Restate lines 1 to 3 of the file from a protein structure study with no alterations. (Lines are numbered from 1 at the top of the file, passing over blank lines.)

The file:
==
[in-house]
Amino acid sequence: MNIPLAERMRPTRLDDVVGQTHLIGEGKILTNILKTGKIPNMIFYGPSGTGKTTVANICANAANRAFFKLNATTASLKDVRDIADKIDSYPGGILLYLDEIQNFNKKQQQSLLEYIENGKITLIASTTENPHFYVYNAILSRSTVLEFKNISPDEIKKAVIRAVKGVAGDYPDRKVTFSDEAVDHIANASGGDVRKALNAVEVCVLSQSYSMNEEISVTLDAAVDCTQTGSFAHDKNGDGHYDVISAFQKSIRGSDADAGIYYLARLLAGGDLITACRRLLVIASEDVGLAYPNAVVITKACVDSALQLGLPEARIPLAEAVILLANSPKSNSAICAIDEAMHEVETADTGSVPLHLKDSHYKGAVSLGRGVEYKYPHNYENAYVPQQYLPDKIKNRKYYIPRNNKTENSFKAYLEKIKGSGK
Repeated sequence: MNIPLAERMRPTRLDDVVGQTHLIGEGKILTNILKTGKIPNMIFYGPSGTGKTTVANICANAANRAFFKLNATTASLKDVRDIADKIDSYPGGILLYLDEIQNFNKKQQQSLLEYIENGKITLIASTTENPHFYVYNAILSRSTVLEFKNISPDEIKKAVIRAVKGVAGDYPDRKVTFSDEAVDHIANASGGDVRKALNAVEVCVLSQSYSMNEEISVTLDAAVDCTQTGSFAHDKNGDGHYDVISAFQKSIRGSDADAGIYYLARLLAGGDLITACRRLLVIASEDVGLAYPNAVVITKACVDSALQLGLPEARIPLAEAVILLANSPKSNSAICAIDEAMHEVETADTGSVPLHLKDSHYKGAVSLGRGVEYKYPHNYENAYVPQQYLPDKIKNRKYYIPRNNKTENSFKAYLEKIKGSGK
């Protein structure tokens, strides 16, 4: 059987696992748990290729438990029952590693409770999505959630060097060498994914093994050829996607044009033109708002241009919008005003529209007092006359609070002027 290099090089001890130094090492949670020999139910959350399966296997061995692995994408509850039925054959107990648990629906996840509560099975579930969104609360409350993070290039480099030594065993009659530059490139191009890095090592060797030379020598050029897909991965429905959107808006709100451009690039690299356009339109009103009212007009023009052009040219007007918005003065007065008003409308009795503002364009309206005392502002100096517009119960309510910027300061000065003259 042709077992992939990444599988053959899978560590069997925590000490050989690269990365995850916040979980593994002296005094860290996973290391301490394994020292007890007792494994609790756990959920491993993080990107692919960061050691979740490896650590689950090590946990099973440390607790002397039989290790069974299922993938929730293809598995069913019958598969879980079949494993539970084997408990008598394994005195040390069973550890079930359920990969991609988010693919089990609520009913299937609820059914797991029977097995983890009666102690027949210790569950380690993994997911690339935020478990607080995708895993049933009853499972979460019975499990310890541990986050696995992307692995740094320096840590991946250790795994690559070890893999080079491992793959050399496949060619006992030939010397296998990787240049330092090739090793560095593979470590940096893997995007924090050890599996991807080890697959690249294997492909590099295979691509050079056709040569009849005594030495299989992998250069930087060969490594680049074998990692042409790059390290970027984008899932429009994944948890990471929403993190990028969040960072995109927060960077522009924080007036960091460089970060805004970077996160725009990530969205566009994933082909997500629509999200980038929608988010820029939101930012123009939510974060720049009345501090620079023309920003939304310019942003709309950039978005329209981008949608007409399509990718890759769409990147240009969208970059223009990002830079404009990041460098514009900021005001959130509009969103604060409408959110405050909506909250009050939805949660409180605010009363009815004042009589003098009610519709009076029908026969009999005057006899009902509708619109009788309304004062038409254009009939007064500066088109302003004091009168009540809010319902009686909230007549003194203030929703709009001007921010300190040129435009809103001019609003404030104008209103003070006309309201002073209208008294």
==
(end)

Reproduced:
[in-house]
Amino acid sequence: MNIPLAERMRPTRLDDVVGQTHLIGEGKILTNILKTGKIPNMIFYGPSGTGKTTVANICANAANRAFFKLNATTASLKDVRDIADKIDSYPGGILLYLDEIQNFNKKQQQSLLEYIENGKITLIASTTENPHFYVYNAILSRSTVLEFKNISPDEIKKAVIRAVKGVAGDYPDRKVTFSDEAVDHIANASGGDVRKALNAVEVCVLSQSYSMNEEISVTLDAAVDCTQTGSFAHDKNGDGHYDVISAFQKSIRGSDADAGIYYLARLLAGGDLITACRRLLVIASEDVGLAYPNAVVITKACVDSALQLGLPEARIPLAEAVILLANSPKSNSAICAIDEAMHEVETADTGSVPLHLKDSHYKGAVSLGRGVEYKYPHNYENAYVPQQYLPDKIKNRKYYIPRNNKTENSFKAYLEKIKGSGK
Repeated sequence: MNIPLAERMRPTRLDDVVGQTHLIGEGKILTNILKTGKIPNMIFYGPSGTGKTTVANICANAANRAFFKLNATTASLKDVRDIADKIDSYPGGILLYLDEIQNFNKKQQQSLLEYIENGKITLIASTTENPHFYVYNAILSRSTVLEFKNISPDEIKKAVIRAVKGVAGDYPDRKVTFSDEAVDHIANASGGDVRKALNAVEVCVLSQSYSMNEEISVTLDAAVDCTQTGSFAHDKNGDGHYDVISAFQKSIRGSDADAGIYYLARLLAGGDLITACRRLLVIASEDVGLAYPNAVVITKACVDSALQLGLPEARIPLAEAVILLANSPKSNSAICAIDEAMHEVETADTGSVPLHLKDSHYKGAVSLGRGVEYKYPHNYENAYVPQQYLPDKIKNRKYYIPRNNKTENSFKAYLEKIKGSGK